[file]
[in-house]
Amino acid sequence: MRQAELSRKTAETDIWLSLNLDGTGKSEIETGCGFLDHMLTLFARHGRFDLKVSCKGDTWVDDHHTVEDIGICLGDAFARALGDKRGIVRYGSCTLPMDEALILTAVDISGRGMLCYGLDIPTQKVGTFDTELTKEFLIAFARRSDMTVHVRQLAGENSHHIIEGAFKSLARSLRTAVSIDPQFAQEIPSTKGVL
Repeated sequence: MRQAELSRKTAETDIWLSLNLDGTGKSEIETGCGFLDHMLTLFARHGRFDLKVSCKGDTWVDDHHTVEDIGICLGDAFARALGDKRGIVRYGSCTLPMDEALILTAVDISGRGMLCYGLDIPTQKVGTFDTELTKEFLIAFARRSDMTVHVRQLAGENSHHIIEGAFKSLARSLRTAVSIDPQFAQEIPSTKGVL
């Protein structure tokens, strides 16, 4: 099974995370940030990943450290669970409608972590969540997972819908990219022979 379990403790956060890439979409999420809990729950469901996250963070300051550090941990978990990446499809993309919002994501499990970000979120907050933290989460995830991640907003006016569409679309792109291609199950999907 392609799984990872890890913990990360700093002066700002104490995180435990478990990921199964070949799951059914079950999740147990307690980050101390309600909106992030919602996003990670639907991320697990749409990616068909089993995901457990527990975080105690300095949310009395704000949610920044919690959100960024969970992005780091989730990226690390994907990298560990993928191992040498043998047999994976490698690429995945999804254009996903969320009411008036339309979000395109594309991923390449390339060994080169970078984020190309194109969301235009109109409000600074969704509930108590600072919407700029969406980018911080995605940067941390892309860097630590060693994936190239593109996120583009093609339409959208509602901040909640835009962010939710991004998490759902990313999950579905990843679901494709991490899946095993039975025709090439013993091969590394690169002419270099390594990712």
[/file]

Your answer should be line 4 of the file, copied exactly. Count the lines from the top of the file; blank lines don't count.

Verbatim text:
């Protein structure tokens, strides 16, 4: 099974995370940030990943450290669970409608972590969540997972819908990219022979 379990403790956060890439979409999420809990729950469901996250963070300051550090941990978990990446499809993309919002994501499990970000979120907050933290989460995830991640907003006016569409679309792109291609199950999907 392609799984990872890890913990990360700093002066700002104490995180435990478990990921199964070949799951059914079950999740147990307690980050101390309600909106992030919602996003990670639907991320697990749409990616068909089993995901457990527990975080105690300095949310009395704000949610920044919690959100960024969970992005780091989730990226690390994907990298560990993928191992040498043998047999994976490698690429995945999804254009996903969320009411008036339309979000395109594309991923390449390339060994080169970078984020190309194109969301235009109109409000600074969704509930108590600072919407700029969406980018911080995605940067941390892309860097630590060693994936190239593109996120583009093609339409959208509602901040909640835009962010939710991004998490759902990313999950579905990843679901494709991490899946095993039975025709090439013993091969590394690169002419270099390594990712």